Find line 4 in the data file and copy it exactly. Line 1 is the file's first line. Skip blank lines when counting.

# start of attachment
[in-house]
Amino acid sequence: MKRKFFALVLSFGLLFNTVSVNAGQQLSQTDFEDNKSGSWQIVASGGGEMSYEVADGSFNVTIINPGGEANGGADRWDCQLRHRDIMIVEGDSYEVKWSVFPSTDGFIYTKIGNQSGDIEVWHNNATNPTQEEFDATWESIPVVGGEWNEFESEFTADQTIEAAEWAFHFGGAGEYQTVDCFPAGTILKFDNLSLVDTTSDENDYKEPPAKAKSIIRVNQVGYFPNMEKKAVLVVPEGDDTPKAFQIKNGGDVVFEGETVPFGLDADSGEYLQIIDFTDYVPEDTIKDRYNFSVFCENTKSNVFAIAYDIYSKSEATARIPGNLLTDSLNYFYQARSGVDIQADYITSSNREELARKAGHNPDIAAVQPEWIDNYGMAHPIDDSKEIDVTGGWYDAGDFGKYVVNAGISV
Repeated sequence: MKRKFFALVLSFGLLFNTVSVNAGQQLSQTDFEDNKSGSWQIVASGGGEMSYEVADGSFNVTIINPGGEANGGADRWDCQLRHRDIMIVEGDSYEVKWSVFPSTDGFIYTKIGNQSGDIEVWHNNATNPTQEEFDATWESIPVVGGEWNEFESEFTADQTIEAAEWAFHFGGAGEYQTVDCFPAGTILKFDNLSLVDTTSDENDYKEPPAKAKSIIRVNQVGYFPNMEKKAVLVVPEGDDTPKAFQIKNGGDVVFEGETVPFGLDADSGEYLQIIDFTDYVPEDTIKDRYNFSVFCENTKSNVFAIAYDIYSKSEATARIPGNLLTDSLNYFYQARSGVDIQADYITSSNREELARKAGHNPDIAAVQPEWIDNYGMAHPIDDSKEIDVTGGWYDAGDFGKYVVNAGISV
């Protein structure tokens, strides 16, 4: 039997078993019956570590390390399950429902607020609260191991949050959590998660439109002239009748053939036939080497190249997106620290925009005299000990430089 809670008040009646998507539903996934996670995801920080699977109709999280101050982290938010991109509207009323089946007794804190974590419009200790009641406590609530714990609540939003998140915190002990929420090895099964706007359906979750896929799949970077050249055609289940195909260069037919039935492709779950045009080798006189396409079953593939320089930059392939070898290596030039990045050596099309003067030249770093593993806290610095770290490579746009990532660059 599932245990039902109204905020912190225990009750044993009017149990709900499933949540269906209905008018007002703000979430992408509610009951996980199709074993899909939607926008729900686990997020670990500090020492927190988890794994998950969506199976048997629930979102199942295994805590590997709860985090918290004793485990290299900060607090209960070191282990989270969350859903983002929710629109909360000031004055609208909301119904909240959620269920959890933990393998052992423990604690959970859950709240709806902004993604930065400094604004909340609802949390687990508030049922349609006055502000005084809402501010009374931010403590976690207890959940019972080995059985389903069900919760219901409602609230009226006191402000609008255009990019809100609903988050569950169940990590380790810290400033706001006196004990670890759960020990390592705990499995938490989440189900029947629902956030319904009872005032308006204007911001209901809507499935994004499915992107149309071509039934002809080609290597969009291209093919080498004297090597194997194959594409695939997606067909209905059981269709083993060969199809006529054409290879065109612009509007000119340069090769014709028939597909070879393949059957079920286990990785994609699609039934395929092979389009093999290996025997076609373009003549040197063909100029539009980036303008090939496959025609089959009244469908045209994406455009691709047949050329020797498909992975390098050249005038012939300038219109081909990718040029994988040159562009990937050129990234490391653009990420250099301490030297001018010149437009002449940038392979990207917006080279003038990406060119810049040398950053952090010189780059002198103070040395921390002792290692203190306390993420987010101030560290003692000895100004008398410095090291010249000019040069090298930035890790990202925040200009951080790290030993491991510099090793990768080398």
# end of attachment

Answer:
């Protein structure tokens, strides 16, 4: 039997078993019956570590390390399950429902607020609260191991949050959590998660439109002239009748053939036939080497190249997106620290925009005299000990430089 809670008040009646998507539903996934996670995801920080699977109709999280101050982290938010991109509207009323089946007794804190974590419009200790009641406590609530714990609540939003998140915190002990929420090895099964706007359906979750896929799949970077050249055609289940195909260069037919039935492709779950045009080798006189396409079953593939320089930059392939070898290596030039990045050596099309003067030249770093593993806290610095770290490579746009990532660059 599932245990039902109204905020912190225990009750044993009017149990709900499933949540269906209905008018007002703000979430992408509610009951996980199709074993899909939607926008729900686990997020670990500090020492927190988890794994998950969506199976048997629930979102199942295994805590590997709860985090918290004793485990290299900060607090209960070191282990989270969350859903983002929710629109909360000031004055609208909301119904909240959620269920959890933990393998052992423990604690959970859950709240709806902004993604930065400094604004909340609802949390687990508030049922349609006055502000005084809402501010009374931010403590976690207890959940019972080995059985389903069900919760219901409602609230009226006191402000609008255009990019809100609903988050569950169940990590380790810290400033706001006196004990670890759960020990390592705990499995938490989440189900029947629902956030319904009872005032308006204007911001209901809507499935994004499915992107149309071509039934002809080609290597969009291209093919080498004297090597194997194959594409695939997606067909209905059981269709083993060969199809006529054409290879065109612009509007000119340069090769014709028939597909070879393949059957079920286990990785994609699609039934395929092979389009093999290996025997076609373009003549040197063909100029539009980036303008090939496959025609089959009244469908045209994406455009691709047949050329020797498909992975390098050249005038012939300038219109081909990718040029994988040159562009990937050129990234490391653009990420250099301490030297001018010149437009002449940038392979990207917006080279003038990406060119810049040398950053952090010189780059002198103070040395921390002792290692203190306390993420987010101030560290003692000895100004008398410095090291010249000019040069090298930035890790990202925040200009951080790290030993491991510099090793990768080398």